10 Tips to Maintain Physical Distancing in the Lab

Laboratories can be crowded places. We are used to working around other people, tossing ideas back and forth. Dark rooms, cold rooms and large equipment spaces are often shared by several labs. Some labs have shut down completely in response to the COVID-19 pandemic; others, especially those labs doing research around coronavirus biology, testing and detection and drug development are running continually. For those labs, maintaining the recommended 6-foot (2m) distance to help stem the coronavirus pandemic isn’t easy.

At Promega our operations, quality assurance, applications and research and development labs are up and running—focused on providing as much support as possible to our partners who are studying, diagnosing and developing treatments for COVID-19.  At the same time, we are maximizing the safety of our employees. Here are a few ways we have found to maintain critical distances in our laboratory that might help your lab group stay productive and safe too.

Continue reading “10 Tips to Maintain Physical Distancing in the Lab”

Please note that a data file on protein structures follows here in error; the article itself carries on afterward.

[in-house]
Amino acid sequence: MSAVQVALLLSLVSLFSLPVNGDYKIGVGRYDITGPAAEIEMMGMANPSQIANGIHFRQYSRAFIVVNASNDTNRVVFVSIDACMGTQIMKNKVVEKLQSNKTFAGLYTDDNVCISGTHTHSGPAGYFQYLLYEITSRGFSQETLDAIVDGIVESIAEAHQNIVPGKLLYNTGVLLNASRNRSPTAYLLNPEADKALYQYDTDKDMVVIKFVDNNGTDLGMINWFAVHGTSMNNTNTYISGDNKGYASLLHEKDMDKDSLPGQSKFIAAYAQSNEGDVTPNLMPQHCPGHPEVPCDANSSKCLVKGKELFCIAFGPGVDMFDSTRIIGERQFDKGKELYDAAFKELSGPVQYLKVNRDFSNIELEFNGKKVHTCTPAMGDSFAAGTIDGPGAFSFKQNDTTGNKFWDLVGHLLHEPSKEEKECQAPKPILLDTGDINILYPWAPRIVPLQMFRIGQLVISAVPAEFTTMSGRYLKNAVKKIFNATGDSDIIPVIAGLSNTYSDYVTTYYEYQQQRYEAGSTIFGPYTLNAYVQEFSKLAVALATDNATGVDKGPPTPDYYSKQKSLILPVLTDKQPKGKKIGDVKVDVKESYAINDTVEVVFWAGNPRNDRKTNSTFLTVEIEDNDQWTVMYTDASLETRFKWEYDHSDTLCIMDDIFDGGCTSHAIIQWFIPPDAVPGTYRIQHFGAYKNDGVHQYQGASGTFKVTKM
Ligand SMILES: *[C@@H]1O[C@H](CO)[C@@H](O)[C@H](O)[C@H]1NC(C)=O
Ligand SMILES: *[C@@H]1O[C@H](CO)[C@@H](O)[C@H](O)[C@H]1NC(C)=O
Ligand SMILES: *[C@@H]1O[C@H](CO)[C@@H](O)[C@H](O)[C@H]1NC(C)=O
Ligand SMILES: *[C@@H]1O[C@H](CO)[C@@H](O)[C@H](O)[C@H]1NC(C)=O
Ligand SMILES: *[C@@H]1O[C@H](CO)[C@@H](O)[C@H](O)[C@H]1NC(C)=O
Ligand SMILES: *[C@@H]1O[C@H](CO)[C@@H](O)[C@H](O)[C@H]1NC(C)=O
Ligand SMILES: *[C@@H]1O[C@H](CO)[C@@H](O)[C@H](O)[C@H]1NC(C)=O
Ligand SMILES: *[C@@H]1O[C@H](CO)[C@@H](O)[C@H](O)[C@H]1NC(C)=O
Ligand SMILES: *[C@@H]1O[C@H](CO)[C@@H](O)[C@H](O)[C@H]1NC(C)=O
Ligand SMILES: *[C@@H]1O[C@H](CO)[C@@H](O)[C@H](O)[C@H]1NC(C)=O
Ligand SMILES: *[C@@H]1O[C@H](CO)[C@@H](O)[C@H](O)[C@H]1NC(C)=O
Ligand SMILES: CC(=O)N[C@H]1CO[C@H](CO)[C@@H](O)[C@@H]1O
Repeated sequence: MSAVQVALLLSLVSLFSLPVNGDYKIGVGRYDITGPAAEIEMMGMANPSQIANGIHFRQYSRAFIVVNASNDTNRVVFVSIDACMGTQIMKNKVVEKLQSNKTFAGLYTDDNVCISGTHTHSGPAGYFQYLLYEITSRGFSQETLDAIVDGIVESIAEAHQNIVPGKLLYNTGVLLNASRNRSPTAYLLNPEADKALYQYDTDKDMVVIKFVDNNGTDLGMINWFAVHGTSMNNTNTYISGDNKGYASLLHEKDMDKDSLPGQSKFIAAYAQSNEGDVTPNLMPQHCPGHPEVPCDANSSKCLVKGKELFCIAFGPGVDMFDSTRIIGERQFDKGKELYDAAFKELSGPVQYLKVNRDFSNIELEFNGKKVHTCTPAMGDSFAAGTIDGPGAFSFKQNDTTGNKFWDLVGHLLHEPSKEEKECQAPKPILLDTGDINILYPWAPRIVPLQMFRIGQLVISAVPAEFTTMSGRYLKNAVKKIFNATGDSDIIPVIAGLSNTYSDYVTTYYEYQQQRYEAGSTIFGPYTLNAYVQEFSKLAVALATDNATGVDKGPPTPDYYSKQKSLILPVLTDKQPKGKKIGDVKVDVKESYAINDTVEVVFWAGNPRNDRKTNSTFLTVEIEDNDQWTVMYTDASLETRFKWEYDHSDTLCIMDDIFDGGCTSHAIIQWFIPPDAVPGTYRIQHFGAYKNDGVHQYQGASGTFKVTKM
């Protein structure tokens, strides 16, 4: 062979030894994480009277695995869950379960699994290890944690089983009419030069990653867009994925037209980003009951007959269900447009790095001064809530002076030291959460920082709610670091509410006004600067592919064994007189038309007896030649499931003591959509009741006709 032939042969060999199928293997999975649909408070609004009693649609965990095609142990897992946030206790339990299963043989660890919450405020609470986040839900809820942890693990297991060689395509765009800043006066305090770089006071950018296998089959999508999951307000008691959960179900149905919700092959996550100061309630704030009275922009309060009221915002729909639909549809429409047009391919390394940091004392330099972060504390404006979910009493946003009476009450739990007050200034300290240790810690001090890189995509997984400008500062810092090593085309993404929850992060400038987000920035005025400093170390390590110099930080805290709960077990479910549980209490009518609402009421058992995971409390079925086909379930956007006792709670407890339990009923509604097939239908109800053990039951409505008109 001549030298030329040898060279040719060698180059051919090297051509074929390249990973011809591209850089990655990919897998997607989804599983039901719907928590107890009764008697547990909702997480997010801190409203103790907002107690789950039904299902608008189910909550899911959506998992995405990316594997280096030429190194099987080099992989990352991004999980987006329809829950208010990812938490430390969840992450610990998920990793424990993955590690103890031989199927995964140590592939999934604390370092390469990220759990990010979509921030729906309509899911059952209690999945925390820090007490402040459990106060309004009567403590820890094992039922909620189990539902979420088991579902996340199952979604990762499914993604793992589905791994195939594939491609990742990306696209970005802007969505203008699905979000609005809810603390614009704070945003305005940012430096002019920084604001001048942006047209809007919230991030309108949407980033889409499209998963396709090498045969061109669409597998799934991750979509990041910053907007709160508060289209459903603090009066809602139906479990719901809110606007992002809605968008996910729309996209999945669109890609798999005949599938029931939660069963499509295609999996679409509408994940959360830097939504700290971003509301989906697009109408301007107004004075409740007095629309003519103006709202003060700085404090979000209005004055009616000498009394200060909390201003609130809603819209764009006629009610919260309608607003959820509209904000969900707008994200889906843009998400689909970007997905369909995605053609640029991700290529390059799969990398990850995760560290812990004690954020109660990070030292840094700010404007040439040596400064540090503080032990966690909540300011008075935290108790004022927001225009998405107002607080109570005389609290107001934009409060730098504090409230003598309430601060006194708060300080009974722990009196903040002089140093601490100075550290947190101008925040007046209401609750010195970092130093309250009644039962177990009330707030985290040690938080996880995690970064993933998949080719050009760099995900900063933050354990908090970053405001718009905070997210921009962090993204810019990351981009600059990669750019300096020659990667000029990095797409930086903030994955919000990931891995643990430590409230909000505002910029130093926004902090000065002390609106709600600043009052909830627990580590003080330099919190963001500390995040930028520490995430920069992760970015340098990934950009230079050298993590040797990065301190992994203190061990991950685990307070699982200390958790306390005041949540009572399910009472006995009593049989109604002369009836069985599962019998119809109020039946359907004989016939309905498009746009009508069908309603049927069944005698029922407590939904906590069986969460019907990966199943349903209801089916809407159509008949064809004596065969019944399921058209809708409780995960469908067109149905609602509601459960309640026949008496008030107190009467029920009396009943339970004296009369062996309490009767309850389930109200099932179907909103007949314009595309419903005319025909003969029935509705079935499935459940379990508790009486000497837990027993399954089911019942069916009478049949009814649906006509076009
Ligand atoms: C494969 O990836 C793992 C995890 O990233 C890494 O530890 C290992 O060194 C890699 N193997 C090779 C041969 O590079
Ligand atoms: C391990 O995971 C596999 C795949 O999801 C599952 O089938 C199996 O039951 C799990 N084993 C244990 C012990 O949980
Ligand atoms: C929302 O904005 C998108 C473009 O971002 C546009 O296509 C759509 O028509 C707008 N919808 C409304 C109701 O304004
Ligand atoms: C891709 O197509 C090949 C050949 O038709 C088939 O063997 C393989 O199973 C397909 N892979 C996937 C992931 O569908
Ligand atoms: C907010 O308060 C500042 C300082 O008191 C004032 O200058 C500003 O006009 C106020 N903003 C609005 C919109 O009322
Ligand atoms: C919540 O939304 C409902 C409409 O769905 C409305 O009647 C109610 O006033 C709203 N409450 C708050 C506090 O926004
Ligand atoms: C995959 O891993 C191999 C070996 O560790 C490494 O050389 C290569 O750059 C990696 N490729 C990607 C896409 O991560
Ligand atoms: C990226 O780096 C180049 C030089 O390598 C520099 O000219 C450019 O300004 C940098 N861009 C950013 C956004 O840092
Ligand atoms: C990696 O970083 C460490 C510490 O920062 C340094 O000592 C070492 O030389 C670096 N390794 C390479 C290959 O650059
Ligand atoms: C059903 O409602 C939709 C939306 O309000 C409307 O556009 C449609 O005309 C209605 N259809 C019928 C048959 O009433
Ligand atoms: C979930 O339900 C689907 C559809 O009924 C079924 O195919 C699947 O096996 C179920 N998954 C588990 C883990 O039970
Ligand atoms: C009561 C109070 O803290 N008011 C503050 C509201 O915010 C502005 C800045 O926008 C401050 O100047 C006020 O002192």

How the SARS-CoV-2 Coronavirus Enters Host Cells and How To Block It

TE micrograph of a single MERS-CoV
Photo courtesy of National Institute of Allergy and Infectious Diseases

In December 2019, a new disease emerged from a seafood market in Wuhan, China. People who were infected began experiencing fever, dry cough, muscle aches and shortness of breath. The disease swept through China like wildfire and quickly spread overseas to almost every continent. We now know the virus that caused this disease, SARS-CoV-2, is a member of the severe acute respiratory syndrome coronavirus, and the disease itself was officially named COVID-19. According to the Johns Hopkins University Coronavirus Resource Center, there are 877,422 confirmed cases of COVID-19 worldwide, and 43,537 total deaths at the publication of this blog. Those numbers are only expected to increase over the next few weeks.

In this moment of crisis, scientists all around the world are desperately trying to find ways to treat and prevent the disease. One strategy for preventing the spread of the virus is to block its entry into human cells. But first we need to understand how SARS-CoV-2 enters human cells. A research group at the German Primate Center led by Dr. Stefan Pohlmann provides some answers in a recent publication in Cell.

Continue reading “How the SARS-CoV-2 Coronavirus Enters Host Cells and How To Block It”

Meeting Customer Needs in Response to Market Dynamics: Responding to the Coronavirus Pandemic

Today’s blog is written by Chuck York, VP of Manufacturing Operations at Promega.